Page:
Hi, and welcome to Tutorial 21 of my XNA Shader Programming tutorial. Today I will present to you the first transition tutorial, where I will play one scene, and then fade in to another one using a simple post process shader!
The Fade transition
The fade transition can be seen in many movies, games and power point presentations( ++ ) when going from one scene/slide into another one. Scene A is playing, and then a new Scene B fades in while Scene A fades out, making a smooth fade between the scenes.
This can be very usefull in many different situations, like in your games cut-scenes or when moving from one menu to another and so on.
Implementing the shader
Ok, the fade transition shader is really easy to implement and you might allready have a few solutions on your head.
We need to have two textures in our shader, one for each scene you want to fade between, and then you will need to have a variable that will be used to tell how far in the fade we are.
This variable must be between 0 and 1, and when the variable is 0, Scene A will play, and when its 1, Scene B will play.
Lets start writing the shader:
sampler ColorMapSampler : register(s0);
sampler ColorMapSampler2 = sampler_state
Texture = <ColorMap2>;
MinFilter = Linear;
MagFilter = Linear;
MipFilter = Linear;
AddressU = Clamp;
AddressV = Clamp;
Here we define two texture samples, ColorMapSampler1 and ColorMapSampler2, and both will contain a scene that we will fade between using the variable named fFadeAmount. The texture samplers is defined in two different ways, and is explained in a previous tutorial.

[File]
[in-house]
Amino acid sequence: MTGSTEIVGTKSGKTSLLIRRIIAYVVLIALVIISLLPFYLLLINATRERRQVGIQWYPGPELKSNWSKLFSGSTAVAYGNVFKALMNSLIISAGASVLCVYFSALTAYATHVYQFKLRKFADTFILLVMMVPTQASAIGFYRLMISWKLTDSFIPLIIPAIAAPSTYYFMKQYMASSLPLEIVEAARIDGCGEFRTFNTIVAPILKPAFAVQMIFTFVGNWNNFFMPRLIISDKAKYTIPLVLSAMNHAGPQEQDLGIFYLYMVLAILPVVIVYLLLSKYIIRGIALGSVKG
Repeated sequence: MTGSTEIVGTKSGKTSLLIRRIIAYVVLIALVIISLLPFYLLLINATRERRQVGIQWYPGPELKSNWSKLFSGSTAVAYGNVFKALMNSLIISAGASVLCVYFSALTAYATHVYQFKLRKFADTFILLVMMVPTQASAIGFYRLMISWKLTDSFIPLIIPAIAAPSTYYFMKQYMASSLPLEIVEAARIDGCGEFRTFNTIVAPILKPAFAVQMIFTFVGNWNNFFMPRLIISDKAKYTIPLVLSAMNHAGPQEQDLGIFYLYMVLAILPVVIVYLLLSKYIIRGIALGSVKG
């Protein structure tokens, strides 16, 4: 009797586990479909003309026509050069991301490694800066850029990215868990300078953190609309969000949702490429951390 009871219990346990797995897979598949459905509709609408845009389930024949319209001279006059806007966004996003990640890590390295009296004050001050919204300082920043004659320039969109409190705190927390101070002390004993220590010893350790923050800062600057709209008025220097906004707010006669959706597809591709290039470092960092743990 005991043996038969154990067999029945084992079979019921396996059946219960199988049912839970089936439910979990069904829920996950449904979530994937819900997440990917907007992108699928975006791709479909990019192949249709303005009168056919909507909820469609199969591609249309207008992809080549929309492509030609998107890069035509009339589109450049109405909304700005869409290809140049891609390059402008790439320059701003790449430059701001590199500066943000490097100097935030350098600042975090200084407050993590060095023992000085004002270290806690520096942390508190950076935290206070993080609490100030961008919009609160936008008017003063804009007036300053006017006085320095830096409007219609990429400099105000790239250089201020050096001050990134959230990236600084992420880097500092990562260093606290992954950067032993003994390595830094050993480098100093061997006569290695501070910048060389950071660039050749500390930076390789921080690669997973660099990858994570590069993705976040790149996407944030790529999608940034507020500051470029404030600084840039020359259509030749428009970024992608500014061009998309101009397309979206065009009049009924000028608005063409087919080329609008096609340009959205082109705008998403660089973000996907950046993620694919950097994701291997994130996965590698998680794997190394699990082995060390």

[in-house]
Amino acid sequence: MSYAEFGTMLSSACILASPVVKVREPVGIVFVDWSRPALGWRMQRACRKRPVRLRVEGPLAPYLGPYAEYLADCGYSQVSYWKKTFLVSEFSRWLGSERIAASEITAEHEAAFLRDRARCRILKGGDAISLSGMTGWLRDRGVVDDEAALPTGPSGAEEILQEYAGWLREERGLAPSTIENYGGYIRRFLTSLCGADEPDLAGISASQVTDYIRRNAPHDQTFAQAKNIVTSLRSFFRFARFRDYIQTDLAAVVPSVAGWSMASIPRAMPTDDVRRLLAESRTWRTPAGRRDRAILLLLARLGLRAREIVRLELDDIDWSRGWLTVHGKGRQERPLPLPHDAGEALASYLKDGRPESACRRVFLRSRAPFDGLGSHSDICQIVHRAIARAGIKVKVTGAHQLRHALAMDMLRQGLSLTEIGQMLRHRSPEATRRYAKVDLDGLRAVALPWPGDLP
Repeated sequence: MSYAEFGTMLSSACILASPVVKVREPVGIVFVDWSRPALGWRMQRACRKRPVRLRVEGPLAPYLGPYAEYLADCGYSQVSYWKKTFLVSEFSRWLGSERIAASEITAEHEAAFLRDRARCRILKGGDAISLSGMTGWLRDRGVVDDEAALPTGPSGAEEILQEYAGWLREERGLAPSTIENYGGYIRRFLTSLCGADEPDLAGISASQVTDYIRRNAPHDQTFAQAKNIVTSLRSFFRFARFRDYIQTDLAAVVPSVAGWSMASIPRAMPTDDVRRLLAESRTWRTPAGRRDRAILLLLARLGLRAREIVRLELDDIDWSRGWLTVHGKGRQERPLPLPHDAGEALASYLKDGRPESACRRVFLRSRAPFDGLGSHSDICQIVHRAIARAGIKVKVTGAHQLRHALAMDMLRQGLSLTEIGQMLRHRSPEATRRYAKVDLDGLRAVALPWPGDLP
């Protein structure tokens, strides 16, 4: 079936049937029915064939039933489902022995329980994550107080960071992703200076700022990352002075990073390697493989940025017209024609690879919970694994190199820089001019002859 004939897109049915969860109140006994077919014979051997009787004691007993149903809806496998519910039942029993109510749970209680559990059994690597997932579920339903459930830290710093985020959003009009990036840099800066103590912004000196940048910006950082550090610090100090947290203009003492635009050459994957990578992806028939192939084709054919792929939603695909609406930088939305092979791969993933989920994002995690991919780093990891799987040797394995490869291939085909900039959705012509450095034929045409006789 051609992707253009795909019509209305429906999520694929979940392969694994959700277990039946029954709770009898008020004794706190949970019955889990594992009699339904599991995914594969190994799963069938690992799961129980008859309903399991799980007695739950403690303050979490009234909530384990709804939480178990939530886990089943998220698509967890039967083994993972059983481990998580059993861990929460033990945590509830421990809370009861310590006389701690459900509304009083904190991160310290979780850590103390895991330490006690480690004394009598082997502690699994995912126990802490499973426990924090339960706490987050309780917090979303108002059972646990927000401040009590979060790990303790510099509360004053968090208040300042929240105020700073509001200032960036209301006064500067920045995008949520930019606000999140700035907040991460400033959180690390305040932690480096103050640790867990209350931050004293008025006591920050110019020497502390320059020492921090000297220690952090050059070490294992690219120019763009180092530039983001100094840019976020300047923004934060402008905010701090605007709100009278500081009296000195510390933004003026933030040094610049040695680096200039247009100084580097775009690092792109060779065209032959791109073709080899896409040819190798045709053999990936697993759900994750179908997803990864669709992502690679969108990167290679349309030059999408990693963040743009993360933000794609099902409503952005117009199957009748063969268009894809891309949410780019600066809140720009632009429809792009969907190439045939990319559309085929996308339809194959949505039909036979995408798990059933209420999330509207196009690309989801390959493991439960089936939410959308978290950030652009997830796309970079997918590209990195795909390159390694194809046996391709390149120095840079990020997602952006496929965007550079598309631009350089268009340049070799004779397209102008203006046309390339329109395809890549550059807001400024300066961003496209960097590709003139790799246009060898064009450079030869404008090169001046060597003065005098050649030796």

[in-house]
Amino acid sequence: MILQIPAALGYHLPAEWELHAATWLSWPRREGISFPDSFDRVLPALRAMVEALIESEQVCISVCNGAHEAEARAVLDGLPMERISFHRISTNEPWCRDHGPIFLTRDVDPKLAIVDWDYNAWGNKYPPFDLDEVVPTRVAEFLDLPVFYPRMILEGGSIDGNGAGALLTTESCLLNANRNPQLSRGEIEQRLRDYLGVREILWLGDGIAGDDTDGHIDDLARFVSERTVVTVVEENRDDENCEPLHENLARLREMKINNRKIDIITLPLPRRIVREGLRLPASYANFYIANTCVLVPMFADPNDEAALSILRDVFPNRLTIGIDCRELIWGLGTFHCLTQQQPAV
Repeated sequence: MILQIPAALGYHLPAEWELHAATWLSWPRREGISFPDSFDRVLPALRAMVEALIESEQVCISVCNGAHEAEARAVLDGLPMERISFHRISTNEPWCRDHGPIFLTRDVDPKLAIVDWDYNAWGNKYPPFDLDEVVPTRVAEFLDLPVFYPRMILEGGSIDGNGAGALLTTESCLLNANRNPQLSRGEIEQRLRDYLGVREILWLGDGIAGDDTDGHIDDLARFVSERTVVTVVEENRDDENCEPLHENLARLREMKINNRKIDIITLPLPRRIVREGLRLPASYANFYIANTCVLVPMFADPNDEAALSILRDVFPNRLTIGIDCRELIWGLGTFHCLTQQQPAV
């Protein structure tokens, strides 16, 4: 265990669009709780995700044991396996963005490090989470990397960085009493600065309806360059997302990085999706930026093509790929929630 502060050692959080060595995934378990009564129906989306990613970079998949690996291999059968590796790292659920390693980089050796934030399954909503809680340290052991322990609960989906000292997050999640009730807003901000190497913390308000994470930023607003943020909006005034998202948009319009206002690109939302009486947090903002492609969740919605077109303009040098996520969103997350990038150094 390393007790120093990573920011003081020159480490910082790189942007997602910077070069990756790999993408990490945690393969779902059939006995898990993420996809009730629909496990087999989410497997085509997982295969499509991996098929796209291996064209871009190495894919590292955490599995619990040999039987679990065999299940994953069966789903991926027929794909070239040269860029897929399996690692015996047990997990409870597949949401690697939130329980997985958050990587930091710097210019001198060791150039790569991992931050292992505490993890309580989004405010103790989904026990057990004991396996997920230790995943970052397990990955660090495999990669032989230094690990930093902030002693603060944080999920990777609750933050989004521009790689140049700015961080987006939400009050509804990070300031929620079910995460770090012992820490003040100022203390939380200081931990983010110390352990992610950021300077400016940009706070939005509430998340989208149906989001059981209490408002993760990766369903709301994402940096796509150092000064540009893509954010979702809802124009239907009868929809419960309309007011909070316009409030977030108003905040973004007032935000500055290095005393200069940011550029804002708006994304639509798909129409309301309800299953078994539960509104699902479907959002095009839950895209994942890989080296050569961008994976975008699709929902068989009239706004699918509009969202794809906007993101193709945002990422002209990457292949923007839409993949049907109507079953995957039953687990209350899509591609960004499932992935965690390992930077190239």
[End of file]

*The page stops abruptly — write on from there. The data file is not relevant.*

Now, we are ready to implement the pixel shader. Remember, as this is a post process shader, we don’t need to write a custom vertex shader.
float4 PixelShader(float2 Tex: TEXCOORD0) : COLOR
float4 Color = tex2D(ColorMapSampler, Tex);
float4 Color2 = tex2D(ColorMapSampler2, Tex);
float4 finalColor = lerp(Color,Color2,fFadeAmount);
// Set our alphachannel to fAlphaAmount.
finalColor.a = 1;
What we do here is to get the colors from each of the two scenes, and use lerp to mix them. the fFadeAmount variable is used to control where in the fade we are. 0 is 0% in the fade, displaying only SceneA. If it’s 0.3 we are 30% in the fade, displaying both SceneA and SceneB. SceneA will be 70% and SceneB will be 30% in the fade.
Finally, we need to create our technique:
// A post process shader only needs a pixel shader.
PixelShader = compile ps_2_0 PixelShader();
And thats it for the Transition: Fade shader!
Using the shader
When we want to use the shader, we will need to render the two scenes we want to fade between in to a texture, and pass them in to the shader:
spriteBatch.Begin(SpriteBlendMode.AlphaBlend, SpriteSortMode.Immediate, SaveStateMode.SaveState);
// Apply the post process shader
float fadeBetweenScenes = ((float)Math.Sin(m_Timer) * 0.5f) + 0.5f;
spriteBatch.Draw(SceneTexture, new Rectangle(0, 0, 800, 600), Color.White);
What we do here is to use the texture set when rendering the sprite as SceneA and another texture set by a parameter to the shader as SceneB, and then we have a periodical function to fade between these based on a given timer, so fFadeAmount is somewhere between 0 and 1.
And thats it for the Transition: Fade shader! Pretty easy compared to a few of the other shaders we have written, right? 😉
Any comments and feedback is greatly apprechiated!
YouTube – XNA Shader programming, Tutorial 21 – Transition: Fade